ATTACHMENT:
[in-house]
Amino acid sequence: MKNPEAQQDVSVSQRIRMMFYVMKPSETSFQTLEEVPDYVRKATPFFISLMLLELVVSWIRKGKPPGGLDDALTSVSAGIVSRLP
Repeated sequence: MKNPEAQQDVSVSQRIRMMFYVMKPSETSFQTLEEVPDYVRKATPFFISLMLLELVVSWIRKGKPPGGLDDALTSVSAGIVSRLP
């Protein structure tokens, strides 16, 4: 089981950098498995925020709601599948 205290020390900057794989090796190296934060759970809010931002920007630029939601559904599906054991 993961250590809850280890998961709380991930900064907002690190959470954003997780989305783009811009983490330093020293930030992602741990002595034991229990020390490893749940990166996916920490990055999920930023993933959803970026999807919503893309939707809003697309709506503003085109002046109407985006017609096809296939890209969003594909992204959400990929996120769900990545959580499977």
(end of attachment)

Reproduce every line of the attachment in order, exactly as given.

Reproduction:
[in-house]
Amino acid sequence: MKNPEAQQDVSVSQRIRMMFYVMKPSETSFQTLEEVPDYVRKATPFFISLMLLELVVSWIRKGKPPGGLDDALTSVSAGIVSRLP
Repeated sequence: MKNPEAQQDVSVSQRIRMMFYVMKPSETSFQTLEEVPDYVRKATPFFISLMLLELVVSWIRKGKPPGGLDDALTSVSAGIVSRLP
């Protein structure tokens, strides 16, 4: 089981950098498995925020709601599948 205290020390900057794989090796190296934060759970809010931002920007630029939601559904599906054991 993961250590809850280890998961709380991930900064907002690190959470954003997780989305783009811009983490330093020293930030992602741990002595034991229990020390490893749940990166996916920490990055999920930023993933959803970026999807919503893309939707809003697309709506503003085109002046109407985006017609096809296939890209969003594909992204959400990929996120769900990545959580499977």